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I’m taking a course here at Princeton on IT Policy, taught by my advisor, Ed Felten. It’s been an interesting experience. I think it’s safe to say that I’ve spent more time thinking about the topics than the median member of the class, and the class has been an opportunity to re-acquaint myself with how these issues look for smart people who aren’t immersed in these issues every day.

The course has a blog, where each class participant is asked to contribute one post per week. I’ve been impressed by the quality of a number of posts. Here is a good post by “Jen C.” about the Author’s Guild’s implausible claim that text-to-speech software on the Kindle 2 infringes copyright by creating a derivative work. And here is a fascinating post by Sajid Mehmood about Jonathan Zittrain’s The Future of the Internet, which our own Adam Thierer reviewed here. Sajid points out that Zittrain’s prophesy is more likely to come true if it’s helped along by bad government regulations, an argument that I find persuasive (and not just because he quotes my DMCA paper).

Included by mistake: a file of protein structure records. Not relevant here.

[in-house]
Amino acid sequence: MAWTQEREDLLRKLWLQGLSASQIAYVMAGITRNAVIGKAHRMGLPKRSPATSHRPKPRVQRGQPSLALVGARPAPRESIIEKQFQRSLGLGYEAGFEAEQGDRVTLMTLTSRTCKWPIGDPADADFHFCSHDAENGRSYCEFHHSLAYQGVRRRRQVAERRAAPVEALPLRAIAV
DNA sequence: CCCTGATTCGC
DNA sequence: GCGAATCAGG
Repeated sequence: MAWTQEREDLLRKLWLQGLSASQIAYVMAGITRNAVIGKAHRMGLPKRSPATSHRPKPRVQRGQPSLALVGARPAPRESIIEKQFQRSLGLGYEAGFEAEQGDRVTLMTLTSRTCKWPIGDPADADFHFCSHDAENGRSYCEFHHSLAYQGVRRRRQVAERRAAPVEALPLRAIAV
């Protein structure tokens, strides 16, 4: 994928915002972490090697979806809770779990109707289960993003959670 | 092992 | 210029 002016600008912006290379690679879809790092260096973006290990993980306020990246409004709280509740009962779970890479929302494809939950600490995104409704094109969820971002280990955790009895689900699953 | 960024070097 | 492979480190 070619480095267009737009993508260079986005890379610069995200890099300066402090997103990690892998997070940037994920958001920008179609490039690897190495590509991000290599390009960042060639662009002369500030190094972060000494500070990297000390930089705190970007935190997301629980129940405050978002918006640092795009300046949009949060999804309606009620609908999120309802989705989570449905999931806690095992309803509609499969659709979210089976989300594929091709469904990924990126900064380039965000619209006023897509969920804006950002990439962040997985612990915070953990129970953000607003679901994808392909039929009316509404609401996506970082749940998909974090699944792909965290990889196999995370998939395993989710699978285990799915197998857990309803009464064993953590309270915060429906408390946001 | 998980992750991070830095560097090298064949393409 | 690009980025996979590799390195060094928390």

One of the most interesting debates has been over the Google Book Search settlement. A couple of weeks ago, Sajid posted a tentative defense of the settlement, arguing that whatever its flaws, the Google Book Search settlement is a private agreement and the courts would be overstepping their authority to reject it. I responded with a pair of posts making the case that, thanks to the creative use of the class action mechanism, the settlement would have effects far beyond those that could be achieved by an ordinary private contract, and that the results of the settlement would be anticompetitive. Sajid responded with the reasonable point that the settlement will not be the only—or even necessarily the most important—barrier to entry in the book search engine market, and that its better to have one firm able to build a book search engine than zero.